If your instructor has specific requirements for the format of your research paper, check them before preparing your final draft. When you submit your paper, be sure to keep a secure copy.
The most common formatting is presented in the sections below:
Except for the running head (see below), leave margins of one inch at the top and bottom and on both sides of the text. If you plan to submit a printout on paper larger than 8½ by 11 inches, do not print the text in an area greater than 6½ by 9 inches.
Always choose an easily readable typeface (e.g., Times New Roman) in which the regular type style contrasts clearly with the italic, and set it to a standard size (e.g., 12 points). Do not justify the lines of text at the right margin; turn off any automatic hyphenation feature in your writing program. Double-space the entire research paper, including quotations, notes, and the list of works cited. Indent the first line of a paragraph half an inch from the left margin. Indent set-off quotations half an inch as well (for examples, see 76–80 in the MLA Handbook). Leave one space after a period or other concluding punctuation mark, unless your instructor prefers two spaces.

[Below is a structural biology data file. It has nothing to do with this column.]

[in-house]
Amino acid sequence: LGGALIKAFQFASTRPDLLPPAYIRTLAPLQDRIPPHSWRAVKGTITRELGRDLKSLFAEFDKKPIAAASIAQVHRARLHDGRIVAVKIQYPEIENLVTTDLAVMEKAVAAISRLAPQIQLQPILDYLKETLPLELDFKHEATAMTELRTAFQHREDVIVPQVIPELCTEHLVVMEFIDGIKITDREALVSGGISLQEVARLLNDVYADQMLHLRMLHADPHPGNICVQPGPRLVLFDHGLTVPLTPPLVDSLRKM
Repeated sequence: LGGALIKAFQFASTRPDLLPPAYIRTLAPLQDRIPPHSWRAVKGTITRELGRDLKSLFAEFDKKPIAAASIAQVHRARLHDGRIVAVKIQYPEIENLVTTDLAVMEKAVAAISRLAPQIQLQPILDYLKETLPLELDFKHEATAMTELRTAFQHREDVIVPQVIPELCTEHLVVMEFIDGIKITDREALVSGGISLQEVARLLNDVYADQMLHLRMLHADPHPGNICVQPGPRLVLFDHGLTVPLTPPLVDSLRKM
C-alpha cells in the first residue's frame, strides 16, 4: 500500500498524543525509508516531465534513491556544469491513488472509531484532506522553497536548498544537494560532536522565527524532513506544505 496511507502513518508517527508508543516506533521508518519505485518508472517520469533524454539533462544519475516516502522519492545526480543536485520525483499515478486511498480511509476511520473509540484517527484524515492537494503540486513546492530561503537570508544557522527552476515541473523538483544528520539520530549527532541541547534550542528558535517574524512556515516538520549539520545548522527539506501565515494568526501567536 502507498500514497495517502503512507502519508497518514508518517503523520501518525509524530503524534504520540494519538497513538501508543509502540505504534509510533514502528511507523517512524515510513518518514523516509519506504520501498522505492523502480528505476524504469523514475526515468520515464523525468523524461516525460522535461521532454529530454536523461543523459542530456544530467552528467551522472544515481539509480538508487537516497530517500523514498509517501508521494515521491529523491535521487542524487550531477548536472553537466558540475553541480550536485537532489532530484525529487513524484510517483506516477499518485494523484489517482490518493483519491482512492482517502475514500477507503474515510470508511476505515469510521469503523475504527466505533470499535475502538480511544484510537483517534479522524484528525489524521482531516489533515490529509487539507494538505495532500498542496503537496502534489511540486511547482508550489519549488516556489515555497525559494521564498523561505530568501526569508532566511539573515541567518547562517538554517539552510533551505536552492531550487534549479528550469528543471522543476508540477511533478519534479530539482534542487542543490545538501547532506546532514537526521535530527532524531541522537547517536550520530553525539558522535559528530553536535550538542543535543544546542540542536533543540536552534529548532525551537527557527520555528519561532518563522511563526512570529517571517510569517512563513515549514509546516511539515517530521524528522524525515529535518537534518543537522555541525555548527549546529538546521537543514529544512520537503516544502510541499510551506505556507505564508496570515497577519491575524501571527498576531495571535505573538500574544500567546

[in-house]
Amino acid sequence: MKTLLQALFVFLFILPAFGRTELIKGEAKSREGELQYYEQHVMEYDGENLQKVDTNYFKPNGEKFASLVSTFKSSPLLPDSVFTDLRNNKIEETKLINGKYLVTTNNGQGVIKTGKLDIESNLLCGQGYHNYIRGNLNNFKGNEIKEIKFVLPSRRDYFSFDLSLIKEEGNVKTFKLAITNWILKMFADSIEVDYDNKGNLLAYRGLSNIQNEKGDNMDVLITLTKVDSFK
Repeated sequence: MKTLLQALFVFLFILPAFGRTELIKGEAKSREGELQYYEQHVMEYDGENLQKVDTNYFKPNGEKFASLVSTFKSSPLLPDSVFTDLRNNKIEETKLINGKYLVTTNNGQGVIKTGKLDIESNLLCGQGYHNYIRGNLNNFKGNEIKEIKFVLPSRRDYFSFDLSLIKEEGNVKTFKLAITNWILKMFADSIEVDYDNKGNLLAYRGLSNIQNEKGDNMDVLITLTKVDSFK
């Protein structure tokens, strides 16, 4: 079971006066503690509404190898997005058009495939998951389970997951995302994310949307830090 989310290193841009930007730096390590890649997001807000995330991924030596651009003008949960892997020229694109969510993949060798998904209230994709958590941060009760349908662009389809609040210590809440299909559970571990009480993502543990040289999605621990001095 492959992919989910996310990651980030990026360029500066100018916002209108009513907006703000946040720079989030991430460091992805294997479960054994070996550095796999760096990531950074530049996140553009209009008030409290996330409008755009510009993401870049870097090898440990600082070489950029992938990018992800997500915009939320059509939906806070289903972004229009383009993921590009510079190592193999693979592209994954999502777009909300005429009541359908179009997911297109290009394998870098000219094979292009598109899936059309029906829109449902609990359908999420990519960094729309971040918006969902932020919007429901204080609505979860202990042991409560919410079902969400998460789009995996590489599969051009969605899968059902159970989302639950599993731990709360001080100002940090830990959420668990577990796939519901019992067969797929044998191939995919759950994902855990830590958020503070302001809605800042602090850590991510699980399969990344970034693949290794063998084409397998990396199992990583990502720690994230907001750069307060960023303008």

Heading and Title
Beginning one inch from the top of the first page and flush with the left margin, type your name, your instructor’s name, the course number, and the date on separate lines, double-spacing the lines. On a new, double-spaced line, center the title (fig. 1). Do not italicize or underline your title, put it in quotation marks or boldface, or type it in all capital letters. Follow the rules for capitalization in the MLA Handbook (67–68), and italicize only the words that you would italicize in the text.
Do not use a period after your title or after any heading in the paper (e.g., Works Cited). Begin your text on a new, double-spaced line after the title, indenting the first line of the paragraph half an inch from the left margin.
A research paper does not normally need a title page, but if the paper is a group project, create a title page and list all the authors on it instead of in the header on page 1 of your essay. If your teacher requires a title page in lieu of or in addition to the header, format it according to the instructions you are given.